Winter session passed and the spring session in the new year was coming to a close. Renewed rumors circulated in certain campus circles that the two students most specifically known as the brains behind this plan had actually come up with a system they and others, including a friend of mine, were increasingly confident would succeed. Furthermore, they were so convinced their system would work they were going to try it out in Las Vegas and win their fortunes.
None of us really thought such a trip would materialize into actual reality as the school year ended. Most of my friends left campus but I remained, attending summer school in an accelerated effort to hasten my graduation. The fall sessions began and my friend had not returned to the campus, so some of us began to ask questions about where they were. Eventually, someone purported to know that they had actually gone to Vegas, but that was all anyone knew. As the days, weeks, then a month or two went by we could only wonder if they had really gone to Vegas?
Questions abounded in our minds. Were they busy practicing their system as we spoke, accumulating thousands and thousands of dollars? Had they already won a lot of money, left the city and were now traveling all over the country, or even the world? I don't recall that we ever considered any of them might have incurred any actual physical harm from this venture, much less that anyone would figure out they had a system. I wonder if they considered all that in their planning? Of course we did know organized crime supposedly was in control of the casinos, if not the city, but surely these gangsters wouldn't be too hard on a few young clean cut college boys just having fun.
In the 1950s the rapid communication with cell phones and inexpensive calling long distances of today was not present. Long distance calling by the average person was usually done only in a case of emergency -- somebody died. So none of us really expected to hear from our former classmates right away and we didn't. In fact, we also wondered if maybe they might just go off to college somewhere else later and we'd never hear from them again.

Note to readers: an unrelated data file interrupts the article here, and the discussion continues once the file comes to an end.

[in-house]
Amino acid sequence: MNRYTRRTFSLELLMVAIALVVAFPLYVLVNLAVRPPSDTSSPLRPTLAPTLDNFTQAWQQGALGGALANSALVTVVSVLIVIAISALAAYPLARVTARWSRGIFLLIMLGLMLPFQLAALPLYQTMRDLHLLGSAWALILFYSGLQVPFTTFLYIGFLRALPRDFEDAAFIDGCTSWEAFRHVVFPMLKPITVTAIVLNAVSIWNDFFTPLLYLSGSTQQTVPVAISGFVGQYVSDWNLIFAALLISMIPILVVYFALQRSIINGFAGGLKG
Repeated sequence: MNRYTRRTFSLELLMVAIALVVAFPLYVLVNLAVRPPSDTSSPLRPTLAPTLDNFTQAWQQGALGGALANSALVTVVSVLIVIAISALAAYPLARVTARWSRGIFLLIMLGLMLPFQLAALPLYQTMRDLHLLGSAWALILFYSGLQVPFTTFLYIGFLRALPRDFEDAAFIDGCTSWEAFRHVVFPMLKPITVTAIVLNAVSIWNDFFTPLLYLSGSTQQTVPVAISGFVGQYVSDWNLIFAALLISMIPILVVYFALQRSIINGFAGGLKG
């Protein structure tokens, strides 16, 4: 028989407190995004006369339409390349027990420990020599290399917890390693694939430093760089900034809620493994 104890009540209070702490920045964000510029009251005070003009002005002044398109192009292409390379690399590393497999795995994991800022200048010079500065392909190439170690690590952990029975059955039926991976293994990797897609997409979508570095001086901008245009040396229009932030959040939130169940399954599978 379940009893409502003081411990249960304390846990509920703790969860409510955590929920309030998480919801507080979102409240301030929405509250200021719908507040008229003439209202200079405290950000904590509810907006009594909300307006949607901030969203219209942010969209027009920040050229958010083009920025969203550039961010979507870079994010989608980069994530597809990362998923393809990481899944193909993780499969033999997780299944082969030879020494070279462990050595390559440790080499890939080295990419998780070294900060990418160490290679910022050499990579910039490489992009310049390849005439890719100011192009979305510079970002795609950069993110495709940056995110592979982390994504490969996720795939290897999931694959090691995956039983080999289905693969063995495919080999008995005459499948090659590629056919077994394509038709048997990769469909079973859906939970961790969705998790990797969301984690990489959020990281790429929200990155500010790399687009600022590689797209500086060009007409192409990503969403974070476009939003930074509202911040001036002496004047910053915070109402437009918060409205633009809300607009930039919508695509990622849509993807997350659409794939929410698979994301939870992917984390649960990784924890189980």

Then, one late fall day I checked my campus mail box and found a letter that resolved the unanswered questions about my friend. He wrote me describing a much less exciting scenario of events than any of us had considered. He had gone to Vegas, but had not even been able to attempt to use the "system" as authorities had determined he was underage, and threw him out of the casino, so he never even got to gamble.
He wrote he had used his session's tuition money for this unsuccessful excursion which was less than pleasing to his father. Left without adequate tuition funds and to his own devices he had concluded the best thing he could do was join the Air Force which he had done. He was completing basic training at the time of his letter. I don't recall what, if anything, he said about any others who went to Vegas or what happened to them. I'm sure I would have answered his letter, but we didn't keep up a correspondence as I recall.
Many years later I happened to notice his name in an alumni magazine where he had updated his status. He had taken a position teaching at a university, having completed his undergraduate studies, then earning a doctorate after completing his Air Force enlistment term of duty. He was married and had a family.
Isn't it fascinating how memories are triggered? I wonder what other memories are waiting to emerge in the future?